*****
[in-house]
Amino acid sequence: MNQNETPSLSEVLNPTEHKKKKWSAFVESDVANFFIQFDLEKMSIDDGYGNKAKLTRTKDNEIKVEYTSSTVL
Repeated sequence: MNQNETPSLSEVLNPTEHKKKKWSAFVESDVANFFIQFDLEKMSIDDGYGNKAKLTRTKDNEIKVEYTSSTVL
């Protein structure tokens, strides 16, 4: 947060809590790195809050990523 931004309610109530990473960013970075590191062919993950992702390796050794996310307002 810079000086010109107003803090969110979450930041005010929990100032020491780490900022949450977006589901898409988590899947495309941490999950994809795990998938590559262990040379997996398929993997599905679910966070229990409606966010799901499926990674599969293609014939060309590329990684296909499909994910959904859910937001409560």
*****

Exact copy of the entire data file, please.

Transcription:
[in-house]
Amino acid sequence: MNQNETPSLSEVLNPTEHKKKKWSAFVESDVANFFIQFDLEKMSIDDGYGNKAKLTRTKDNEIKVEYTSSTVL
Repeated sequence: MNQNETPSLSEVLNPTEHKKKKWSAFVESDVANFFIQFDLEKMSIDDGYGNKAKLTRTKDNEIKVEYTSSTVL
């Protein structure tokens, strides 16, 4: 947060809590790195809050990523 931004309610109530990473960013970075590191062919993950992702390796050794996310307002 810079000086010109107003803090969110979450930041005010929990100032020491780490900022949450977006589901898409988590899947495309941490999950994809795990998938590559262990040379997996398929993997599905679910966070229990409606966010799901499926990674599969293609014939060309590329990684296909499909994910959904859910937001409560």